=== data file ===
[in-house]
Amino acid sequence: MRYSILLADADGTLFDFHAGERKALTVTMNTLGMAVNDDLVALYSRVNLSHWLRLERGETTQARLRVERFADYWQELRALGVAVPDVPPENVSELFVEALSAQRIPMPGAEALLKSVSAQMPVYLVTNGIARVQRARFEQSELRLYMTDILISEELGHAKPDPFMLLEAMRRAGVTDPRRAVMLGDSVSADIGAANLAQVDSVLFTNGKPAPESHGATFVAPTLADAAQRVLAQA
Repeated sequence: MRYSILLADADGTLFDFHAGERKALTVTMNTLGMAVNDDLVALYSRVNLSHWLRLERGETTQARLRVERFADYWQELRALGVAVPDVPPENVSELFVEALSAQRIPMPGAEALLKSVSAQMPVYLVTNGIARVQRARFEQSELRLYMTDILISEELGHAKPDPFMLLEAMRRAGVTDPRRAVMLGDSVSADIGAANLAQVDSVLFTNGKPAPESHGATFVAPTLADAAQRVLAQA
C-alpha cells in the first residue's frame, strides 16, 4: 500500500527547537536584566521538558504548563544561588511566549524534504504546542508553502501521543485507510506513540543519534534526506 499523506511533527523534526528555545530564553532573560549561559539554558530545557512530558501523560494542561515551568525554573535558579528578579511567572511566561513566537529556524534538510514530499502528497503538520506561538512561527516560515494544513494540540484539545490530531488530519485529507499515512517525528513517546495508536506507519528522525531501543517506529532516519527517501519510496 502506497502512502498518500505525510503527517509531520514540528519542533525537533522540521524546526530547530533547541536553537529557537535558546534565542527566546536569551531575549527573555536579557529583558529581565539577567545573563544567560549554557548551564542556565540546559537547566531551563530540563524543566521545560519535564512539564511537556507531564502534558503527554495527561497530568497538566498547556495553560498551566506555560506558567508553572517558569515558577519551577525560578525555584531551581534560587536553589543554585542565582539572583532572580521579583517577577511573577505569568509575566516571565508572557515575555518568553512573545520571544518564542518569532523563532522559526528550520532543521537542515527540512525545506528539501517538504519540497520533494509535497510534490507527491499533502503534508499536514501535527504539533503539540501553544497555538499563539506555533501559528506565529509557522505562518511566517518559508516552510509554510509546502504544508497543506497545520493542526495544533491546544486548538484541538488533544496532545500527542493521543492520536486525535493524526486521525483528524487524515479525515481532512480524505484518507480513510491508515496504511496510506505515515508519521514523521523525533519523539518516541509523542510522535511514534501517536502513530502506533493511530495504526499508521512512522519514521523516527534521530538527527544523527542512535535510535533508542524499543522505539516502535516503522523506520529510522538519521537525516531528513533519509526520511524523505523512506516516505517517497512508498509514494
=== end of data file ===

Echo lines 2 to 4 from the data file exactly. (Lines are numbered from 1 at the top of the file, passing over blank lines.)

Amino acid sequence: MRYSILLADADGTLFDFHAGERKALTVTMNTLGMAVNDDLVALYSRVNLSHWLRLERGETTQARLRVERFADYWQELRALGVAVPDVPPENVSELFVEALSAQRIPMPGAEALLKSVSAQMPVYLVTNGIARVQRARFEQSELRLYMTDILISEELGHAKPDPFMLLEAMRRAGVTDPRRAVMLGDSVSADIGAANLAQVDSVLFTNGKPAPESHGATFVAPTLADAAQRVLAQA
Repeated sequence: MRYSILLADADGTLFDFHAGERKALTVTMNTLGMAVNDDLVALYSRVNLSHWLRLERGETTQARLRVERFADYWQELRALGVAVPDVPPENVSELFVEALSAQRIPMPGAEALLKSVSAQMPVYLVTNGIARVQRARFEQSELRLYMTDILISEELGHAKPDPFMLLEAMRRAGVTDPRRAVMLGDSVSADIGAANLAQVDSVLFTNGKPAPESHGATFVAPTLADAAQRVLAQA
C-alpha cells in the first residue's frame, strides 16, 4: 500500500527547537536584566521538558504548563544561588511566549524534504504546542508553502501521543485507510506513540543519534534526506 499523506511533527523534526528555545530564553532573560549561559539554558530545557512530558501523560494542561515551568525554573535558579528578579511567572511566561513566537529556524534538510514530499502528497503538520506561538512561527516560515494544513494540540484539545490530531488530519485529507499515512517525528513517546495508536506507519528522525531501543517506529532516519527517501519510496 502506497502512502498518500505525510503527517509531520514540528519542533525537533522540521524546526530547530533547541536553537529557537535558546534565542527566546536569551531575549527573555536579557529583558529581565539577567545573563544567560549554557548551564542556565540546559537547566531551563530540563524543566521545560519535564512539564511537556507531564502534558503527554495527561497530568497538566498547556495553560498551566506555560506558567508553572517558569515558577519551577525560578525555584531551581534560587536553589543554585542565582539572583532572580521579583517577577511573577505569568509575566516571565508572557515575555518568553512573545520571544518564542518569532523563532522559526528550520532543521537542515527540512525545506528539501517538504519540497520533494509535497510534490507527491499533502503534508499536514501535527504539533503539540501553544497555538499563539506555533501559528506565529509557522505562518511566517518559508516552510509554510509546502504544508497543506497545520493542526495544533491546544486548538484541538488533544496532545500527542493521543492520536486525535493524526486521525483528524487524515479525515481532512480524505484518507480513510491508515496504511496510506505515515508519521514523521523525533519523539518516541509523542510522535511514534501517536502513530502506533493511530495504526499508521512512522519514521523516527534521530538527527544523527542512535535510535533508542524499543522505539516502535516503522523506520529510522538519521537525516531528513533519509526520511524523505523512506516516505517517497512508498509514494